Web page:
‘The rule actually allows a double move… one defensive move and one move back to the racingline’

      I think you’ll find that the racing line before a left hander is on the right side of the track.

      1. There is not one racing line. Everybody can take a corner as they want.

        The rule implies that you may make one move to defend (going offline) and go back to your racing line (not THE racing line)

        1. ‘not THE racing line’

          Actually the rule. Does say THE racing line which any half serious Motorsport fan knows is the fastest way around a corner I. E. Out in out.

      2. The racingline is were the driver puts his car… the racingline of not defines anywhere, and especially going into the corner a driver is free to chose his line.

        Verstappen went right defending, then left back the the line he was before…a perfect move… he weaved about 1 meter in total…quite subtly wich the FIA reckognised as legal. A move 80% of F1 fans will label as illegal cause they see two moves… Meanwhile Verstappen has been accused of weaving quite a lot, but never even once got as much as investigated over it.

        If Ricciardo wanted to be valued as a true#1 driver, he simply should needs a bit more pace…. losing this bad in quali would never put him in a position to win a championship…. Mercedes have their #1 driver… eventhough Bottas was more competitive in quali than Ricciardo was.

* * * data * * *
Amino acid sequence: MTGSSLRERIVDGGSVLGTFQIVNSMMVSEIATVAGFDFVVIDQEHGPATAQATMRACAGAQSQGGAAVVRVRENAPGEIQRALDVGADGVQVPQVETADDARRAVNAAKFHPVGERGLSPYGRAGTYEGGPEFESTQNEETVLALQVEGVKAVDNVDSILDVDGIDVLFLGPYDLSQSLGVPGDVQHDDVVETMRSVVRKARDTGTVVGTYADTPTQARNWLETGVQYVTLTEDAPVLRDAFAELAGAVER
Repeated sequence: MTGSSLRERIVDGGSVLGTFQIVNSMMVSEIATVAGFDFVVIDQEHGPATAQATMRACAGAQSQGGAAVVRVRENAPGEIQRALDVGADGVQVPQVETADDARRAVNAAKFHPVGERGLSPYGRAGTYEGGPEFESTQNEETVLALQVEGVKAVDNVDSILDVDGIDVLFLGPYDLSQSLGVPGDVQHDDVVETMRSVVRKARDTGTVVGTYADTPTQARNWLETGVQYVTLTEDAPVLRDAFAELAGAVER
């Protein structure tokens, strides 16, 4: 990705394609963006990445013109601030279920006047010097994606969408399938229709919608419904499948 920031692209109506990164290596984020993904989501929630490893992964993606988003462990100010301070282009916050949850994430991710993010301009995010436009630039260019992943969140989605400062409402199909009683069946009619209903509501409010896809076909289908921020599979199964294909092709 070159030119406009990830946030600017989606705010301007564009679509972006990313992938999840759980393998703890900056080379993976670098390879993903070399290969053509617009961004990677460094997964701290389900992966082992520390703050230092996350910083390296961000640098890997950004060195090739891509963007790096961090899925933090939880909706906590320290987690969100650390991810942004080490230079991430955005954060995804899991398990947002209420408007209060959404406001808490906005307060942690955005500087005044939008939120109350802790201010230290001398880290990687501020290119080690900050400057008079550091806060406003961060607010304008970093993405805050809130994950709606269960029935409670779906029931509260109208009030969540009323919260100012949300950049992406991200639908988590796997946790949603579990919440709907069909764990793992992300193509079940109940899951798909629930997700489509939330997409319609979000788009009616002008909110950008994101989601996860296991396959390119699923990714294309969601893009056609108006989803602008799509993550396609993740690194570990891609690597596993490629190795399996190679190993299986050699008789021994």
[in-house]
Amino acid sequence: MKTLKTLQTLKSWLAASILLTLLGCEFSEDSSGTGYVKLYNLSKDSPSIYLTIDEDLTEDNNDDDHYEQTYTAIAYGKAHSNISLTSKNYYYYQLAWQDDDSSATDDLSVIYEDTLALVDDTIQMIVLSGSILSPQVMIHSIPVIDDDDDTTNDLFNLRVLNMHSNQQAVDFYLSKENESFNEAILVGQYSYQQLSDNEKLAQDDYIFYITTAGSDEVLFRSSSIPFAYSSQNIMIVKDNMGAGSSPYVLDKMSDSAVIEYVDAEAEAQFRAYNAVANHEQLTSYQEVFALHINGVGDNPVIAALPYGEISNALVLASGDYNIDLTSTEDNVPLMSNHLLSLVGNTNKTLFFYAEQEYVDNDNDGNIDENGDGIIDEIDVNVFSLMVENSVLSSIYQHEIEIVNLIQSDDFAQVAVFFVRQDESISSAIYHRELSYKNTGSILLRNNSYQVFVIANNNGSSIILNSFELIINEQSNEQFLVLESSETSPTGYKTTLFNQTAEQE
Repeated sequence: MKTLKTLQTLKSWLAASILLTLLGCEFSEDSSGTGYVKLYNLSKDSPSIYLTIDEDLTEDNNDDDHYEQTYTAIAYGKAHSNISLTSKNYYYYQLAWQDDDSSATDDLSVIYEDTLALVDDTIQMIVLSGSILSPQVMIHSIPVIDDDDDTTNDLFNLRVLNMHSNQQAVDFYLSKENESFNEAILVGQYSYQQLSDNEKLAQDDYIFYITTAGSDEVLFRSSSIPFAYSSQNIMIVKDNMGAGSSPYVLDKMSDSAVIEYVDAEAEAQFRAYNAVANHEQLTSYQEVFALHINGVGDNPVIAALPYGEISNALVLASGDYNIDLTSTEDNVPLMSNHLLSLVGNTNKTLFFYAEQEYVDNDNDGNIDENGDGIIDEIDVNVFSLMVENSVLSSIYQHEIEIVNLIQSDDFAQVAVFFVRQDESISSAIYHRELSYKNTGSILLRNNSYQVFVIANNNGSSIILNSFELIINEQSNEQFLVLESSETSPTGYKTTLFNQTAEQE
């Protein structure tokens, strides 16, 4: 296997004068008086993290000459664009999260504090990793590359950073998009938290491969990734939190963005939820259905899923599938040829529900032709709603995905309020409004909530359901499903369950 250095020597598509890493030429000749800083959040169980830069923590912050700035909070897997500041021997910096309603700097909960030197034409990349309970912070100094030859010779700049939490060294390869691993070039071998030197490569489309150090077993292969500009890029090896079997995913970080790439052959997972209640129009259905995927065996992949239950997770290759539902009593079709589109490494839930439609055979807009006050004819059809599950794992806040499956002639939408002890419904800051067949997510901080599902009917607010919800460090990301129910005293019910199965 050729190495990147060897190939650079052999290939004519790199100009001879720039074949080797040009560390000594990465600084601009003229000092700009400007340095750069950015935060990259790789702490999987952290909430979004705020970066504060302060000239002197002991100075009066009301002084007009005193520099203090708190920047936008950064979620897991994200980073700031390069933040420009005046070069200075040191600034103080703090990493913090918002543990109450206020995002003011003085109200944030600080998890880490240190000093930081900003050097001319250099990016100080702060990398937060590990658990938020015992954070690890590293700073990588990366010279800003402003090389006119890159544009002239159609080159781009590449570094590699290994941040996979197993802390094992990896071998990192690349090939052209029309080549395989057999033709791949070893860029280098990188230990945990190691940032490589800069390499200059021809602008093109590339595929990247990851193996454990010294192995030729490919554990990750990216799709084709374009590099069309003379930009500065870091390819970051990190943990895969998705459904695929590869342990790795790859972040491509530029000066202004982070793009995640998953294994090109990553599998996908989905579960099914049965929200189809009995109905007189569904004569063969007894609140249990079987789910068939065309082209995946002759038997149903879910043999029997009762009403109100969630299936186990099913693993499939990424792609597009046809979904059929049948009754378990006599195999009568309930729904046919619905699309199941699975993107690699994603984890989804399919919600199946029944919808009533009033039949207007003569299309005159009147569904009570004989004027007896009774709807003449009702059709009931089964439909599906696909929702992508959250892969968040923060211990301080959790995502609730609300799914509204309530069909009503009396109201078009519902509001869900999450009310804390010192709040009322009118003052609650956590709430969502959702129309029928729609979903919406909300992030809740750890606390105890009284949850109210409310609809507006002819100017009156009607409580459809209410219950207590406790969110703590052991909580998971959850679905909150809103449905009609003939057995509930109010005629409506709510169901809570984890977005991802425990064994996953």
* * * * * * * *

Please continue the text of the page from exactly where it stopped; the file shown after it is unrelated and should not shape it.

1. Wrong. The racing line is the racing line. The stewards even compare lines with other cars or previous laps when they decide on what “the racing line” is.

          1. In your dreams…there’s no such thing as a defined racingline…if you remember Brasil then you’ll know Verstappen did chose other lines…that appeared to be faster. Going into the corner there are no rules about how and where…

            Verstappen went back to the line he was in before he made the move…that’s the idea…
            The FIA felt the move was legit…you could try and understand to why it was legit, the rest is irrelavant and purely based on emotions

          2. there’s no such thing as a defined racingline

            Yes there is. It’s not a fixed line, but the racing line is defined by the conditions and how the driver in question and other drivers take the line.

            You clearly have no clue what you are talking about. What you are saying is indeed completely based on your loving emotions for Verstappen.

            Please try to understand racing.